Andy and Larry Wachowski first attracted attention when they co-wrote the script for Richard Donner's 1995 thriller, 'The Assassins'. The following year they wrote and directed 'Bound', starring Jennifer Tilly and Gina Gershon. But it was their next movie, 1999's 'The Matrix', which became something of a phenomenon. Again written and directed by the brothers, 'The Matrix' was science fiction with a difference: part Hollywood special effects, part Hong Kong action film - with a bit of kooky religion thrown in. The film won four Oscars and went on to gross over $450m at the box office. Parent company Warner Brothers was happy and the first of two very expensive sequels is now here. It's called 'The Matrix Reloaded' and features the same crew of actors and some new faces.
Roberta Gray, Marie-Louise O'Donnell and Karim Rehmani-White discuss 'The Matrix Reloaded'
The Book: Skin of Dreams
Evelyn Conlon was born in County Monaghan in 1952. She lived for a while in Australia and travelled in Russia and Asia before returning to Ireland where she studied at St Patrick's College, Maynooth. She was a founding member of the Rape Crisis Centre in Dublin. She's an author of novels, short stories, plays and critical essays and also works as a reviewer and broadcaster.
Her novels include 'Stars in the Daytime' and 'A Glassful of Letters' and she has two short story collections, 'Taking Scarlet as a Real Colour' and 'Telling'. Her new novel, 'Skin of Dreams', deals with legacy of capital punishment - in this case, its effect on twins Maud and Malachy. Maud discovers that their granduncle was hanged in the 1940s but she doesn't tell Malachy. Instead, she becomes obsessed with the death penalty and even visits Death Row in the US.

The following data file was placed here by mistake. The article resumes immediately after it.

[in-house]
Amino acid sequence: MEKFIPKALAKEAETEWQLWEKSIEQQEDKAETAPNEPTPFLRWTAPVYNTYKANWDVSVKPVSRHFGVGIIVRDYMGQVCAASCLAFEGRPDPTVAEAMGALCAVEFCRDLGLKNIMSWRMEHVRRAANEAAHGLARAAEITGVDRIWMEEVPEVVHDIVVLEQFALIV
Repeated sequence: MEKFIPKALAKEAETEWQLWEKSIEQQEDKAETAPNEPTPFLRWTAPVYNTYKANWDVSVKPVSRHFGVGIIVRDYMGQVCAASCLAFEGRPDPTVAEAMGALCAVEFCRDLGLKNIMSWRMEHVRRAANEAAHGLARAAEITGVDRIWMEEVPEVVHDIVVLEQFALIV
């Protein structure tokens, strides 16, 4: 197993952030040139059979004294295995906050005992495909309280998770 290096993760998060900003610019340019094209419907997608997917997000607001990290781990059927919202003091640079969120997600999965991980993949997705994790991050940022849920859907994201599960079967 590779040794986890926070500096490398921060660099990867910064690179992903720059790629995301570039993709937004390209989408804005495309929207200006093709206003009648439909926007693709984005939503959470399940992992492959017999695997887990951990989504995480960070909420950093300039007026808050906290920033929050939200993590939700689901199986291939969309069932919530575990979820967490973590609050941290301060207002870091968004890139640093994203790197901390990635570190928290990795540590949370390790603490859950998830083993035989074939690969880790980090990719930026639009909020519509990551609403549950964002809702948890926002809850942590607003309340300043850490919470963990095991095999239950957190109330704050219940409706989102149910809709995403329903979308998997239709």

The Panel discusses Evelyn Conlon's 'Skin of Dreams'
The Show: Doldrum Bay
Hilary Fannin worked in Dublin for many years as an actress both on stage and in television. She moved to London where her first play, 'Mackerel Sky', was performed at the Bush Theatre in 1997 and had its Irish premiere at The Peacock in 1999. She wrote a number of plays for BBC Radio 4, including 'Red Feathers' and 'Dear Exile'. Fannin's new play, 'Doldrum Bay', is the second of a planned trilogy and has just opened in the Peacock. Directed by Mark Lambert, it looks with humour and pathos at the lives of two forty-ish couples. The cast includes Ali White, Owen Roe, Karen Ardiff, Risteárd Cooper, Darragh Kelly and Ruth Negga.
The Panel discusses Hilary Fannin's 'Doldrum Bay'
The Exhibition: fatfinger (haitch. kay. eks.)
British artist Martin Westwood belongs to an influential group of artists working in sculpture, many of them, like himself, graduates of the RCA in London. He has held solo exhibitions in Germany and Spain and at The Approach in London and he has also had numerous group exhibitions around the world. His installation
'fatfinger (haitch.kay.eks)' is currently running in Dublin's Project. It uses materials collected from offices, such as shredded paper, sticky tape and even well-chewed chewing gum.
The Panel discusses Martin Westwood's 'fatfinger (haitch. kay. eks.)'
The Performance: Cane 141
The group Cane 141 have released two albums and five singles to date and sporadically highlight these releases with live shows centred around their own marriage of electronic and organic sounds. This summer they are guests of the Galway and Westport Arts Festivals and the Witnness Event at Punchestown. Tonight, they perform the instrumental 'Lolly12', which is currently available as a limited edition single release from their website, www.cane141.com.